January 11th, 2011

Maybe the Easter Bunny is not such a vile fiend after all

You may have noticed that I have carried on for years a campaign against the unspeakable brute commonly known as "the Easter Bunny," including the real reason why children never see him (at least not those who live to tell the tale).

But I am swayed by this odd photo of a time long gone, and if the Bunny has had assistants of this nature in his company, perhaps he is not that foul a varmint after all.

Does Rob know about her past?

Young Tarzan goes looking for God and the meaning of it all

I think some of the best writing Edgar Rice Burroughs ever did was in the twelve short stories about Tarzan's youth, before the Apeman met any Europeans. These were collected in JUNGLE TALES OF TARZAN, and it would have been satisfying if Burroughs had done another series of stories like these later on (rather than some of the tired and lame books from the second half of the series). Without the need to reach novel length, most of the repetitive padding could be skipped and a short story can get to a point worth making.

From the December 1916 issue of BLUE BOOK, "The God of Tarzan" finds the young Apeman wrestling with existential problems. He seems to be a teenager at this point, fully grown
physically and struggling with difficult concepts.

First, you have to accept that (entirely on his own) Tarzan has taught himself to read. Poring over the books his father left in that little cabin, our hero has figured out that the little black ink "bugs" on the pages represent words and he has laboriously assigned values to each bug and spelled them out in his own system. Moving from the simplistic illustrated childrens' books (which were meant for him, after all) up to the dictionary and encyclopedia, Tarzan has reached the point where he can look up the meaning of unfamiliar words.

Pretty darn impressive. The kid must have an innate IQ that would qualify him as a MENSA-level genius to do all this just out of sheer curiosity and tenacity. (Later on, we find he has as an adult also taught himself Latin so he can read the Classics in the original language; Burroughs' Tarzan is not much like the movie version.)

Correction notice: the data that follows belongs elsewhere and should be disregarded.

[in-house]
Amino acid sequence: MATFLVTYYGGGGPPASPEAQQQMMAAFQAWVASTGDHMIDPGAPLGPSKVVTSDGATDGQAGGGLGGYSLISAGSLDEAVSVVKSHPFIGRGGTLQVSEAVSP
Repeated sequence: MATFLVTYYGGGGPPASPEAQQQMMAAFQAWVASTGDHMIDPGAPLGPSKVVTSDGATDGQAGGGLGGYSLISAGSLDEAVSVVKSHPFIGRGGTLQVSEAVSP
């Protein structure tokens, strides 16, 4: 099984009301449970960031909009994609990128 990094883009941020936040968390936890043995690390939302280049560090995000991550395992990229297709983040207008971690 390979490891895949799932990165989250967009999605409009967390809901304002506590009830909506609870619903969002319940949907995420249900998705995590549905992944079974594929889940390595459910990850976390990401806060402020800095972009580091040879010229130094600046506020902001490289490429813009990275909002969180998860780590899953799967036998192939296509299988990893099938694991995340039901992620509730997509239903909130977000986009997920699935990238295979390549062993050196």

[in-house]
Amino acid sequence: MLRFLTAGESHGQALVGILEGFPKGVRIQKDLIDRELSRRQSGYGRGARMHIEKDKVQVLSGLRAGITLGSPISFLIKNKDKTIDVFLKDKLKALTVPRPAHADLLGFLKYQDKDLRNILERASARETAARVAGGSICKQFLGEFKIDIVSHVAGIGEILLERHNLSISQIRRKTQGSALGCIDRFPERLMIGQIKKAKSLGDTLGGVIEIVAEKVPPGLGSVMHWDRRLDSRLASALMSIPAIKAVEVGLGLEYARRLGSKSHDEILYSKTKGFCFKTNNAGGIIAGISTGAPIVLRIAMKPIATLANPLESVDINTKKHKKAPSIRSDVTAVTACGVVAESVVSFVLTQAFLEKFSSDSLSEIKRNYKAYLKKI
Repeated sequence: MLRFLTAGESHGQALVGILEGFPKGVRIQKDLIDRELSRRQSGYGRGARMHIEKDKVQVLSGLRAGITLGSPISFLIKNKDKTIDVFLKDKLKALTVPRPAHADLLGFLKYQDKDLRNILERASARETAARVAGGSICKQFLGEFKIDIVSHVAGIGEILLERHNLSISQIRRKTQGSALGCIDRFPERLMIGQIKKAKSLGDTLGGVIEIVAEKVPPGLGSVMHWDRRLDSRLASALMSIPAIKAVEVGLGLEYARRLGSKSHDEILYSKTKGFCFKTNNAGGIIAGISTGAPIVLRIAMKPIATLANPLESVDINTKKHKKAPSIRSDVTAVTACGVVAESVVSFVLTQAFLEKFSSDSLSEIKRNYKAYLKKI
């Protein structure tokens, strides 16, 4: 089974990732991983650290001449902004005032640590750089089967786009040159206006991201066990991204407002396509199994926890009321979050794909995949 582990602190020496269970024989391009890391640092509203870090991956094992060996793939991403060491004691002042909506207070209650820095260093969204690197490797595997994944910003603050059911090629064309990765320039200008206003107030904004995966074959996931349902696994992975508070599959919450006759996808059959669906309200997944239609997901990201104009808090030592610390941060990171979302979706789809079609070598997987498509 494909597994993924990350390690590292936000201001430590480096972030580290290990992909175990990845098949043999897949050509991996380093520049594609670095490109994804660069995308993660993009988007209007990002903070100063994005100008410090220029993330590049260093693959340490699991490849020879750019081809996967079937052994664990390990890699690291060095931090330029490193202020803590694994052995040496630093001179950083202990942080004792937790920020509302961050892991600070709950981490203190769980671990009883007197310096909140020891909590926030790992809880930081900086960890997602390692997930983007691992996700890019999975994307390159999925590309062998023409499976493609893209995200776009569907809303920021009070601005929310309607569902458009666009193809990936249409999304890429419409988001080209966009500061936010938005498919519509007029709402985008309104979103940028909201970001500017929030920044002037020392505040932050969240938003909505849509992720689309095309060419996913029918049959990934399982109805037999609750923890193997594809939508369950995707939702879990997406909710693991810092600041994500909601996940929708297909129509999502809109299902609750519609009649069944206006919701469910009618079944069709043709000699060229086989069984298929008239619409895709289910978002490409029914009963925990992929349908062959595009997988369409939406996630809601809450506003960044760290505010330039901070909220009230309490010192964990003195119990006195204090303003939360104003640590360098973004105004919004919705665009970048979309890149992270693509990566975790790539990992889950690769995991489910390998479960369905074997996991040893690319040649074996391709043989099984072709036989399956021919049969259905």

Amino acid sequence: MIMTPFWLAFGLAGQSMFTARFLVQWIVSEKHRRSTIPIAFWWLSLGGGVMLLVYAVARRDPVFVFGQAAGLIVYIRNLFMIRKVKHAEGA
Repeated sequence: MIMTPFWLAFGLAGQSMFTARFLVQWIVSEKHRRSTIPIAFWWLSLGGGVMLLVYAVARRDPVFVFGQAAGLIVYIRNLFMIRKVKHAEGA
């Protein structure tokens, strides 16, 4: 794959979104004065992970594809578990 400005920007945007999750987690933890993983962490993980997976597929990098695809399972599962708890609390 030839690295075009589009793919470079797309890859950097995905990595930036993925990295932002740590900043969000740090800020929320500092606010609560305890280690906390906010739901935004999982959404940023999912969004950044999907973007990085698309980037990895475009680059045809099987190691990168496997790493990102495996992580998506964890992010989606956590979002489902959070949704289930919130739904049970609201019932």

So the young Apeman is making his astonishing intellectual journey when he stumbles upon a new and confusing word, "God". Frankly, it's a concept wiser minds than mine have spent a lifetime trying to grasp but Tarzan gamely gives it a shot. As far as he can tell, God is "a mighty chieftain, king of all the Mangani" but there seems to be more to it than that. So he starts interrogating his clan of Great Apes and gets little help. They think that weather, lightning and so forth are sent by Goro, the moon. After standing on the highest branch he can reach and yelling questions and threats at the full moon, Tarzan reasonably decides this is a dead end.

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How brave is Mary without her Shazam powers?

From MARY MARVEL# 4, August 1946. The funny thing is, I have to wonder if maybe, just maybe, there was nothing to this business of Shazam losing his powers for one day every thousand years. Maybe this was a test? Maybe the old wizard was seeing, by how she acted when she lost her powers, Mary showed that she truly deserved them?

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Neither art nor scripting are first-rate, but it's a strong story. We see Mary sobbing at the thought she has had her powers taken away, and how she immediately goes after armed crooks in a homemade costume. And of course, it's not like she is terribly athletic or has a black belt in karate or anything.. she's a rather young teenage girl getting by on sheer nerve and quick thinking. Okay and maybe some luck. ("Say, lucky I didn't break a leg jumping out that window!")